Over 2 000 Zimbabwean health workers resigned in 2021 to work abroad
A large number of Zimbabwean health professionals have left the country amid the COVID-19 pandemic to work in the United States, Britain, Australia, and neighboring states.
According to the government’s Health Service Board, more than 2,200 left the country this year, and this is more than double the number of doctors, nurses and pharmacists who left last year, and three times the number that left in 2019.
Officials say the exodus has affected an already fragile health system, which suffers from a lack of medical equipment and medicines.
The World Health Organization (WHO) recommends a minimum of 23 doctors per 10,000 people, which Zimbabwe is far from meeting.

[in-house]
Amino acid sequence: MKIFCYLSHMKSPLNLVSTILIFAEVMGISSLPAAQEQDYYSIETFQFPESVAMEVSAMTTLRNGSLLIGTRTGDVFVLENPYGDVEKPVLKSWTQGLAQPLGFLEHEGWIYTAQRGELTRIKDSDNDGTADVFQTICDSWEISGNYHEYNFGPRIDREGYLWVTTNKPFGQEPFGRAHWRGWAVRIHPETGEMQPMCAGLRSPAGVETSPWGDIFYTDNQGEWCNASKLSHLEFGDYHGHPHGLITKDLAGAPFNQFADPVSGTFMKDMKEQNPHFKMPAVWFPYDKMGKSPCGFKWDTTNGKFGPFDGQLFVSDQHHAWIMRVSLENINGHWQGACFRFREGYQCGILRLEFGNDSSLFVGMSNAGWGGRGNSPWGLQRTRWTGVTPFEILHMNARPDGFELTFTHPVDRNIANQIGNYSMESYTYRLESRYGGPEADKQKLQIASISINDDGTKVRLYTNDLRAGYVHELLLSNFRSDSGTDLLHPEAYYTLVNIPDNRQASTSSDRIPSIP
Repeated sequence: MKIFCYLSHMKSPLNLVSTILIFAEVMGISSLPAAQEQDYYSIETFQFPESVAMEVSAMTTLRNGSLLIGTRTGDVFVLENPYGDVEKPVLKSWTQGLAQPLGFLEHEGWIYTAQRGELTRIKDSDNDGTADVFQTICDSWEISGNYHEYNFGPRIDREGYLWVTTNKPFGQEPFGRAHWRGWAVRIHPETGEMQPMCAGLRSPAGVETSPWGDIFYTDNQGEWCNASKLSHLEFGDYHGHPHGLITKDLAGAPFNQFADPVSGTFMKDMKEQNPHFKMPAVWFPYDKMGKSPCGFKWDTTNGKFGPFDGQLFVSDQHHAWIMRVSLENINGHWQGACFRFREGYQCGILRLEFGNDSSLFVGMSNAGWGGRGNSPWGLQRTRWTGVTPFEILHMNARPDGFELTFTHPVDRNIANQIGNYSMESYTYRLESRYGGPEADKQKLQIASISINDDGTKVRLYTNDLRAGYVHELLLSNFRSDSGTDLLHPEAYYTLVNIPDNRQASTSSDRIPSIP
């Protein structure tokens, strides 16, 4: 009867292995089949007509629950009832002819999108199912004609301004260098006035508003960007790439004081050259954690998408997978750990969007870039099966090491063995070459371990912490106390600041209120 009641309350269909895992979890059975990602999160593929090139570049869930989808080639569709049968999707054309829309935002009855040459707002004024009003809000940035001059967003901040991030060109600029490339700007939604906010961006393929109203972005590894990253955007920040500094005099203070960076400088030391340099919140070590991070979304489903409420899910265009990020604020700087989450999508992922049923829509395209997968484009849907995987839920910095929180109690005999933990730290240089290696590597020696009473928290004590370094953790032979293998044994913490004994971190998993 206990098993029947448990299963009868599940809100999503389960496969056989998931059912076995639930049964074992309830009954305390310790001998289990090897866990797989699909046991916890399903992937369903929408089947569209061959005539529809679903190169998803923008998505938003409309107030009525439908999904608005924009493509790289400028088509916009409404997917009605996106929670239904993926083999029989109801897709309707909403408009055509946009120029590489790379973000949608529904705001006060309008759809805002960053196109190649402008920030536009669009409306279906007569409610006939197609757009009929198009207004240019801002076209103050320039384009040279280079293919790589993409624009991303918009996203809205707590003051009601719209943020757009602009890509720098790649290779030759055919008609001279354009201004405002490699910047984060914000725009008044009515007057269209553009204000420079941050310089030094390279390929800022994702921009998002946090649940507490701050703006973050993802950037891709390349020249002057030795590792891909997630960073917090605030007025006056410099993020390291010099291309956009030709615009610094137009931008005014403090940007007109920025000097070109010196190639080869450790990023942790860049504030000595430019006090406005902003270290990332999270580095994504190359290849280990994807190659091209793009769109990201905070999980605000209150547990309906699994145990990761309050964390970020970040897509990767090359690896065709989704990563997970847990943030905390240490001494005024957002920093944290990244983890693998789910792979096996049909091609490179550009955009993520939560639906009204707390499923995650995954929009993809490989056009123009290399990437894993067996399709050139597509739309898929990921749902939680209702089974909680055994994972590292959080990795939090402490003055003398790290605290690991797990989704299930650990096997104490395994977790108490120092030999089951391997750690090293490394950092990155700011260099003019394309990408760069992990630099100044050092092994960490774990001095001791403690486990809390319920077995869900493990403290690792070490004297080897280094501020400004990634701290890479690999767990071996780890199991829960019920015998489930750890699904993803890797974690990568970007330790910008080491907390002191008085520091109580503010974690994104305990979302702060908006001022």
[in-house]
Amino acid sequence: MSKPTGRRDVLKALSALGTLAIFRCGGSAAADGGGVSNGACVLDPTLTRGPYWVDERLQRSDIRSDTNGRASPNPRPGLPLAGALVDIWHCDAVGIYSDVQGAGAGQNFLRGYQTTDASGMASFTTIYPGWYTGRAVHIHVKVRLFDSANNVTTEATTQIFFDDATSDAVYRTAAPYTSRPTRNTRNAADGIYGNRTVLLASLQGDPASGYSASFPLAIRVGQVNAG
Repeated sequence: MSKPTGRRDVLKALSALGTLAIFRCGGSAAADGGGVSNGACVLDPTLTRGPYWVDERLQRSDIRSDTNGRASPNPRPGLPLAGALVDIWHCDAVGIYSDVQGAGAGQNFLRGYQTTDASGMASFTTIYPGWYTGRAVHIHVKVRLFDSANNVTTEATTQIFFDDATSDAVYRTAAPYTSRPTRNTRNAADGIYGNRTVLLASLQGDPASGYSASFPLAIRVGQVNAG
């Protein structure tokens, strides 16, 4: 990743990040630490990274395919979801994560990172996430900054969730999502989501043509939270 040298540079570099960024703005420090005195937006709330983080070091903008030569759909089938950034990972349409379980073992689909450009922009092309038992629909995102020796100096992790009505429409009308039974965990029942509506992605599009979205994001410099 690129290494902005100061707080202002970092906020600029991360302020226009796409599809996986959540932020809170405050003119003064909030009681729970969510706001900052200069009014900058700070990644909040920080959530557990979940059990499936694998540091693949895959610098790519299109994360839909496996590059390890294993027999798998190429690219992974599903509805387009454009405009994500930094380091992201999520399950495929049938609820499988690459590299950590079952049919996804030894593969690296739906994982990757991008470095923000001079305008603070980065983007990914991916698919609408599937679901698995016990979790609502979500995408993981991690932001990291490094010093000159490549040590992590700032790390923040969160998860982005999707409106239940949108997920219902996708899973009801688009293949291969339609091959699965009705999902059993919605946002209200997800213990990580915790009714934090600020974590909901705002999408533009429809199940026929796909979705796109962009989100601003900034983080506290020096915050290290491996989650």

When the last survey was done in 2015, there was an average of just 1.6 doctors per 10,000 people.
Despite repeated government promises to improve wages they remain low. An average worker in the public sector takes homes less than $200 a month, while in the UK – which relaxed visa restrictions for health workers in 2020 – they can earn 10 times as much.
Some activists have referred to Africa’s medical brain drain as a crime, stirring a debate on the morality and legality of international medical recruitment.
In a 2011 article published by The Lancet, a British medical journal, the aid workers wrote, “High-income countries, such as Australia, Canada, Saudi Arabia, the US, the United Arab Emirates, and the UK have sustained their relatively high physician-to-population ratio by recruiting medical graduates from developing regions, including countries in sub-Saharan Africa.